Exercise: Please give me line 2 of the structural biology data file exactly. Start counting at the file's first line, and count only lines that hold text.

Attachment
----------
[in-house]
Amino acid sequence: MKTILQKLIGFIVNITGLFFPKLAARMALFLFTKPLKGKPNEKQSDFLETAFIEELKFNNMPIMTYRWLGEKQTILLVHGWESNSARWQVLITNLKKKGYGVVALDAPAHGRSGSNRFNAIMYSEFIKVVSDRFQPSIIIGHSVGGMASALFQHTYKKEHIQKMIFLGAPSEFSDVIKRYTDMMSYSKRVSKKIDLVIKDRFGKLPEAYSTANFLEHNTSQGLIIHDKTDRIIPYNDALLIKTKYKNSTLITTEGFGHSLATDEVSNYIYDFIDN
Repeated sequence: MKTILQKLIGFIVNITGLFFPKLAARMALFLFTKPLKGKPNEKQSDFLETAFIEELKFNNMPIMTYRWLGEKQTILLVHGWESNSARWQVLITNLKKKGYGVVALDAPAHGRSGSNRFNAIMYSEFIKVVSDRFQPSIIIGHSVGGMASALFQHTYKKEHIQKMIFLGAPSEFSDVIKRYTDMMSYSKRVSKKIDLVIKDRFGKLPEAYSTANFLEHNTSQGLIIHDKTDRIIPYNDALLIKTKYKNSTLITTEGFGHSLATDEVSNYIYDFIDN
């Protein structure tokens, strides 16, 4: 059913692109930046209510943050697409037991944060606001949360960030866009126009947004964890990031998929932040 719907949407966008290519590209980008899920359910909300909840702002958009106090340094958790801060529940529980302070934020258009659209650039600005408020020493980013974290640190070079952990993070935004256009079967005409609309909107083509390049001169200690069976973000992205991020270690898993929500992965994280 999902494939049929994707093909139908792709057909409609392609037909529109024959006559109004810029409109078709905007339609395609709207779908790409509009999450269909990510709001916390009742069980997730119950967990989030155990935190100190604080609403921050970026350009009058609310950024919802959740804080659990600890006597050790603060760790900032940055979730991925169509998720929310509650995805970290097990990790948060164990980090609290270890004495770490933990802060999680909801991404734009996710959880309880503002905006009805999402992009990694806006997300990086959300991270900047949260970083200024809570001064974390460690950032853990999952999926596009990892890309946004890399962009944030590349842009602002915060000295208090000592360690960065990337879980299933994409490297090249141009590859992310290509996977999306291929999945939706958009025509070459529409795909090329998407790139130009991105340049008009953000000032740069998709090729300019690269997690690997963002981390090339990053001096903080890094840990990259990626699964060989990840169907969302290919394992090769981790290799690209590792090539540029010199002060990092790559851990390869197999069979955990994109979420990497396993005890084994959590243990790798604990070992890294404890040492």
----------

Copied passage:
Amino acid sequence: MKTILQKLIGFIVNITGLFFPKLAARMALFLFTKPLKGKPNEKQSDFLETAFIEELKFNNMPIMTYRWLGEKQTILLVHGWESNSARWQVLITNLKKKGYGVVALDAPAHGRSGSNRFNAIMYSEFIKVVSDRFQPSIIIGHSVGGMASALFQHTYKKEHIQKMIFLGAPSEFSDVIKRYTDMMSYSKRVSKKIDLVIKDRFGKLPEAYSTANFLEHNTSQGLIIHDKTDRIIPYNDALLIKTKYKNSTLITTEGFGHSLATDEVSNYIYDFIDN